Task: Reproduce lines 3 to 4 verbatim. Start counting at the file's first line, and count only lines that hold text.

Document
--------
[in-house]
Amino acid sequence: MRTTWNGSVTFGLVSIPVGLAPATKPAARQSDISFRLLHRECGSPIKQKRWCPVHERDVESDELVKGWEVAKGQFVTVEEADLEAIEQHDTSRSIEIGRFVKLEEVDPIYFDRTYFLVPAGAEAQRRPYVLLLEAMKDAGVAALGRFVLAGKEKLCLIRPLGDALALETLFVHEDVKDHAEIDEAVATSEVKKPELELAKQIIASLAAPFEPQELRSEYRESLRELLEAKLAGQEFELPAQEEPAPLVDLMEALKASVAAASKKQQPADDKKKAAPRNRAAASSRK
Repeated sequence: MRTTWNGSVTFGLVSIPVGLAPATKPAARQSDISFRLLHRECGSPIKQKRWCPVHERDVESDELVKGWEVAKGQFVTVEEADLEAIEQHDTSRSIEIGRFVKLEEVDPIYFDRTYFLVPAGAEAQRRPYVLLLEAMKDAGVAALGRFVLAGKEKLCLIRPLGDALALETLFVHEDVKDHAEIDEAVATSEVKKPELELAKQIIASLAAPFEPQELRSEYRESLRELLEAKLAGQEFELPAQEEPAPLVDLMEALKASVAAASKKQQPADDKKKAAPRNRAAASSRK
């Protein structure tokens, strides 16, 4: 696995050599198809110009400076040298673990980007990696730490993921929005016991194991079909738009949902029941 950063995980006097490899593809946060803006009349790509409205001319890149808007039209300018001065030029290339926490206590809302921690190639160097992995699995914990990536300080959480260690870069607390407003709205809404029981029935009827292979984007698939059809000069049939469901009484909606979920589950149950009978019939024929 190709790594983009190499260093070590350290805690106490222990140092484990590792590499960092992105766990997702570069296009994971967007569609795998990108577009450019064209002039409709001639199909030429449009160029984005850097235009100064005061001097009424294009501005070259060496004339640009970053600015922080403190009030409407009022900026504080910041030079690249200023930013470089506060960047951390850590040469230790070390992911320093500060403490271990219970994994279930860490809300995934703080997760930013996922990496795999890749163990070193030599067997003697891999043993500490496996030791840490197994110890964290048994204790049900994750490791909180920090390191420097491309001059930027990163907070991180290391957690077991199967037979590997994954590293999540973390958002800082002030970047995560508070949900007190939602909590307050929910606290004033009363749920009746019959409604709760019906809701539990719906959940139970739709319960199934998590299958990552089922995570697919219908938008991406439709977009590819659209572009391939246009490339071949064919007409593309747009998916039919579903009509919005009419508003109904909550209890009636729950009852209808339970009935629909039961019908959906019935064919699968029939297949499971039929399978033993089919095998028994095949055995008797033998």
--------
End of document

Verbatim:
Repeated sequence: MRTTWNGSVTFGLVSIPVGLAPATKPAARQSDISFRLLHRECGSPIKQKRWCPVHERDVESDELVKGWEVAKGQFVTVEEADLEAIEQHDTSRSIEIGRFVKLEEVDPIYFDRTYFLVPAGAEAQRRPYVLLLEAMKDAGVAALGRFVLAGKEKLCLIRPLGDALALETLFVHEDVKDHAEIDEAVATSEVKKPELELAKQIIASLAAPFEPQELRSEYRESLRELLEAKLAGQEFELPAQEEPAPLVDLMEALKASVAAASKKQQPADDKKKAAPRNRAAASSRK
């Protein structure tokens, strides 16, 4: 696995050599198809110009400076040298673990980007990696730490993921929005016991194991079909738009949902029941 950063995980006097490899593809946060803006009349790509409205001319890149808007039209300018001065030029290339926490206590809302921690190639160097992995699995914990990536300080959480260690870069607390407003709205809404029981029935009827292979984007698939059809000069049939469901009484909606979920589950149950009978019939024929 190709790594983009190499260093070590350290805690106490222990140092484990590792590499960092992105766990997702570069296009994971967007569609795998990108577009450019064209002039409709001639199909030429449009160029984005850097235009100064005061001097009424294009501005070259060496004339640009970053600015922080403190009030409407009022900026504080910041030079690249200023930013470089506060960047951390850590040469230790070390992911320093500060403490271990219970994994279930860490809300995934703080997760930013996922990496795999890749163990070193030599067997003697891999043993500490496996030791840490197994110890964290048994204790049900994750490791909180920090390191420097491309001059930027990163907070991180290391957690077991199967037979590997994954590293999540973390958002800082002030970047995560508070949900007190939602909590307050929910606290004033009363749920009746019959409604709760019906809701539990719906959940139970739709319960199934998590299958990552089922995570697919219908938008991406439709977009590819659209572009391939246009490339071949064919007409593309747009998916039919579903009509919005009419508003109904909550209890009636729950009852209808339970009935629909039961019908959906019935064919699968029939297949499971039929399978033993089919095998028994095949055995008797033998």